Ultrafast femtosecond lasers are used increasingly for a wide range of medicai purposes. The immediate tissue response to pulses above a certain threshold is optically or laser induced breakdown, which is often visible as gas-filled cavities that persist for some time. In the present study, we attempted to define the cavitation threshold in the human lens in vitro using multiphoton effects base d on radiation from a femtosecond 800 nm Ti:Sapphire laser. Cavitations were observed from pulse energy densities exceeding 16 mJ/cm2, but only after several minutes of exposure and not as a result of a single laser pulse. This suggests that cavitations were caused by a process which differs ITom the single-pulse cavitations observed at higher intensities. To evaluate whether the release of gas was caused by ionization and plasma formation or by thermal effects, we introduced pauses into the pulse train, which did not change the total exposure time needed to form a cavitation. This suggests that local heating did not play a significant role in producing the observed phenomenon, suggesting that photochemical reactions may be involved. These results demonstrate that there are several types of ultrafast laser effects in the len s that have a potential for therapeutic application and treatment of eye dis ease though further studies are needed to shed light on the nature of the formation of delayed cavitations.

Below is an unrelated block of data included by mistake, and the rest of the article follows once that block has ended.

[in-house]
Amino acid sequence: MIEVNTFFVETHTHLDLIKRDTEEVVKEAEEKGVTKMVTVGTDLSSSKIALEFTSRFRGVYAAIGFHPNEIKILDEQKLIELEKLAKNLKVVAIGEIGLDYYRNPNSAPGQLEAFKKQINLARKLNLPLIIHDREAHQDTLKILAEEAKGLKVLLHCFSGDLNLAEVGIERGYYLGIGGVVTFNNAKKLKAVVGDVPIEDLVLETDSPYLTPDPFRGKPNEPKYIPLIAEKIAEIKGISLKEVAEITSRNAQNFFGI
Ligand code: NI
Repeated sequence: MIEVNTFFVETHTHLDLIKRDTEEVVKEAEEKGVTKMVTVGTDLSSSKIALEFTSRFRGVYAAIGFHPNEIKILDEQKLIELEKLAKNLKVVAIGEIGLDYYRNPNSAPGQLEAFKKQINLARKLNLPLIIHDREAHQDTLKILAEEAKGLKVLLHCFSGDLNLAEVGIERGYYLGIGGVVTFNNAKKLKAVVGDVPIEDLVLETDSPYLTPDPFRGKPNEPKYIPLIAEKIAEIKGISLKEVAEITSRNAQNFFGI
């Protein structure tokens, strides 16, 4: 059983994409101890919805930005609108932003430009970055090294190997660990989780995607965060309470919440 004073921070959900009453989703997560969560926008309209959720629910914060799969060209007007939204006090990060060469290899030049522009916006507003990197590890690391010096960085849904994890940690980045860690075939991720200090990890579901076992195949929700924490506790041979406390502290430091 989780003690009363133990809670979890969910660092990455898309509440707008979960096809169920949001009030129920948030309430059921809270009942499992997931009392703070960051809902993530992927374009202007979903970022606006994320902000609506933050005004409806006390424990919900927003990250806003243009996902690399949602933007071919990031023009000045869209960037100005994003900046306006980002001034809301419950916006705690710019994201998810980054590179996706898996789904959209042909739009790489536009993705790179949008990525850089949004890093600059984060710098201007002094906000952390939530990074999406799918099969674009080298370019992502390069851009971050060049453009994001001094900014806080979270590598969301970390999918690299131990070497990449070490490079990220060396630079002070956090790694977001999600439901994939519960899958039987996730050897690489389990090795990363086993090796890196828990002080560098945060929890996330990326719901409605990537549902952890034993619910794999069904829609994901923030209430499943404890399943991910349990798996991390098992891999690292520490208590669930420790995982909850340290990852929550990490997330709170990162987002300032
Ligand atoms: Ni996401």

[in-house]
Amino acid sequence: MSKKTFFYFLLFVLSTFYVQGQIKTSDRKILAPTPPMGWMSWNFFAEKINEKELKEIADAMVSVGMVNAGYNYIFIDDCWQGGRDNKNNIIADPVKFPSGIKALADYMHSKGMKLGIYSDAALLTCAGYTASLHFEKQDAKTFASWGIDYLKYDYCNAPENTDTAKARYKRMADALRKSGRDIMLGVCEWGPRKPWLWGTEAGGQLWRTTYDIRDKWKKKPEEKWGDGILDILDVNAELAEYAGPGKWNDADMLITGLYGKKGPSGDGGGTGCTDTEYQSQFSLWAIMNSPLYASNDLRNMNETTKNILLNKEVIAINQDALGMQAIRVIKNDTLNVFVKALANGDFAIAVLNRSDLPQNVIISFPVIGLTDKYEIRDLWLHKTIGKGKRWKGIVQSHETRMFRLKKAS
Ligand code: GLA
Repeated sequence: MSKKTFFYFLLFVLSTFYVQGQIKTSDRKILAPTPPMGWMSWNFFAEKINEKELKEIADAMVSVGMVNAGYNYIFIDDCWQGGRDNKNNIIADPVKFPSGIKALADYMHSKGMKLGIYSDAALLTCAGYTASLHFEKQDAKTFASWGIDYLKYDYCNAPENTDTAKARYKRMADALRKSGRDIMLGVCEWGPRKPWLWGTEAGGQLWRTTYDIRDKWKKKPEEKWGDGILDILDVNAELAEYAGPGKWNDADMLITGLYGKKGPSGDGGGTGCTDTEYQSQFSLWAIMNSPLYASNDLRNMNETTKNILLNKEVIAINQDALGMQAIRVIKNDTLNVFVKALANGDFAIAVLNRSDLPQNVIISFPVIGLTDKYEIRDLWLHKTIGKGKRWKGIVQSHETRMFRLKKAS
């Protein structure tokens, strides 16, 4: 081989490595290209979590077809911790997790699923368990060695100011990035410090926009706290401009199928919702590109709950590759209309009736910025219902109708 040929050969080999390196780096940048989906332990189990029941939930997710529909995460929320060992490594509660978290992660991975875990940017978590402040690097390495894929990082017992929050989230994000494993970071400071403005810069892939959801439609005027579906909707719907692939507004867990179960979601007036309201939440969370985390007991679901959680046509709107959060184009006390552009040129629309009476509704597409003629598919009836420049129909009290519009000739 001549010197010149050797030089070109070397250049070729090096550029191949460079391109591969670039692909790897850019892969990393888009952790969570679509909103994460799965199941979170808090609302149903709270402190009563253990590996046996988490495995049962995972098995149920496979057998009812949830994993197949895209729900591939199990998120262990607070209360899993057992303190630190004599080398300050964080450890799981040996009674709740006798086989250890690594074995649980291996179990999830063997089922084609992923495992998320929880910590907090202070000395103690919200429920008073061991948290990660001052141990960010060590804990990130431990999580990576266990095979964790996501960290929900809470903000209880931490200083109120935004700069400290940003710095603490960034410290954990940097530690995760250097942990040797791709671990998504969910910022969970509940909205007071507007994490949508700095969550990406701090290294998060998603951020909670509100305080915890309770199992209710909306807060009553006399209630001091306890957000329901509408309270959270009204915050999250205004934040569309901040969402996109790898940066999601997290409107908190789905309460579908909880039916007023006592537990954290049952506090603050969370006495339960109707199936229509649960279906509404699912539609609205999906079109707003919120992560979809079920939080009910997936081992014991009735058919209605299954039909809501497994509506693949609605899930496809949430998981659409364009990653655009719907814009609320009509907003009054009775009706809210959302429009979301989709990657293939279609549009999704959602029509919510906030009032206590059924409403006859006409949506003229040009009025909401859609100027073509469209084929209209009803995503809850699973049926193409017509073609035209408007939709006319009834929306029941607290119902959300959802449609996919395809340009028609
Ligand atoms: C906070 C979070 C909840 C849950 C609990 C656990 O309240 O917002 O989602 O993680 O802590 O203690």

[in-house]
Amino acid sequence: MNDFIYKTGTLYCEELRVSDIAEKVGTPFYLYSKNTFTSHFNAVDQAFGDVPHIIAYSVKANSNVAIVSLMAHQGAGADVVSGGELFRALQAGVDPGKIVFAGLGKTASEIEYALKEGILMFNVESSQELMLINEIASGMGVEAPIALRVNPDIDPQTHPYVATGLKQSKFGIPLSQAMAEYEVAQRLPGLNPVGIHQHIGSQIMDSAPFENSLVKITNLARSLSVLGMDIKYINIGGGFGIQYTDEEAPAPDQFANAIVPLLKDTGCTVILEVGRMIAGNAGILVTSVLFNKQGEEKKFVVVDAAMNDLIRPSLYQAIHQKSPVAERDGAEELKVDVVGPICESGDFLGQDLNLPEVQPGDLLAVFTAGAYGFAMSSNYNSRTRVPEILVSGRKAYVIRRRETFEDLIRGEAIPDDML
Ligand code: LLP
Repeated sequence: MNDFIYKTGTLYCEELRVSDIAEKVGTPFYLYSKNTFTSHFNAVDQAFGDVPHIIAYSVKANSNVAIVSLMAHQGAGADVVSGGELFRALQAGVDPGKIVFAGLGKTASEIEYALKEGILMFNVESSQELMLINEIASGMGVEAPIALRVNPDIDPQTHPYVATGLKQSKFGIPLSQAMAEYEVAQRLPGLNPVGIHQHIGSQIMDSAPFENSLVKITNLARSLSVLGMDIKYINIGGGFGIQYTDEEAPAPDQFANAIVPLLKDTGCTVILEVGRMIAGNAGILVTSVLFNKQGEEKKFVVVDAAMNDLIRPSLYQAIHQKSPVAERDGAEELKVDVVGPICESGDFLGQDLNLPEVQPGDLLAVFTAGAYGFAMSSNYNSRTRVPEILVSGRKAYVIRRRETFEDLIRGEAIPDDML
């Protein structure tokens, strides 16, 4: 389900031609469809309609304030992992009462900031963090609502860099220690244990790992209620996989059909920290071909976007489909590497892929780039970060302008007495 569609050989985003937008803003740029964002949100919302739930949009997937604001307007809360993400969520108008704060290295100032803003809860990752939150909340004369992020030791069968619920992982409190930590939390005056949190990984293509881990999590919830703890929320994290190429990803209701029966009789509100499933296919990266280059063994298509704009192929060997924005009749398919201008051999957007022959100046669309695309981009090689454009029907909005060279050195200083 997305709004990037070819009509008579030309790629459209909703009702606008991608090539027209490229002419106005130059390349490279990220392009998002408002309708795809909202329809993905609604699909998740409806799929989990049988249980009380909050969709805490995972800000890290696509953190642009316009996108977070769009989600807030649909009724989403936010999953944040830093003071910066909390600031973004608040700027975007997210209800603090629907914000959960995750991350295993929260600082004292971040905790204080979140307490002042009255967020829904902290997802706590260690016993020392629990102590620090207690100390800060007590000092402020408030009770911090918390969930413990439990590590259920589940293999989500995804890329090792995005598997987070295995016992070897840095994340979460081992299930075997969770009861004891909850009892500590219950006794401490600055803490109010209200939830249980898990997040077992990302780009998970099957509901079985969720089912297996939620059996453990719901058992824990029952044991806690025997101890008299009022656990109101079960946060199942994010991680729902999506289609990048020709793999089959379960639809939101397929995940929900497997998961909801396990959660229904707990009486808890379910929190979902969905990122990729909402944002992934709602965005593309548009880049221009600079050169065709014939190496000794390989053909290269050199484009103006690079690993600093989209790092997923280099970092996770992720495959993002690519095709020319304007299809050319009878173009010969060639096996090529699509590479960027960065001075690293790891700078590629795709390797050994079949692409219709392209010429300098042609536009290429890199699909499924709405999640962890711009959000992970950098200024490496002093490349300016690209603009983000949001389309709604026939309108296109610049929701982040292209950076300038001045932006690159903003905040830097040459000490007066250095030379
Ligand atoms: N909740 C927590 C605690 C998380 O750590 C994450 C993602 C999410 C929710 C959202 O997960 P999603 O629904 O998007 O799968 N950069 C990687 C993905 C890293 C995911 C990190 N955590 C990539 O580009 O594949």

|Publication status||Published - 2007|
|Event||European Conferences on Biomedical Optics: Therapeutic Laser Applications and Laser-Tissue Interactions - Munich, Germany|
Duration: 17 Jun 2007 → 21 Jun 2007
|Conference||European Conferences on Biomedical Optics|
|Period||17/06/2007 → 21/06/2007|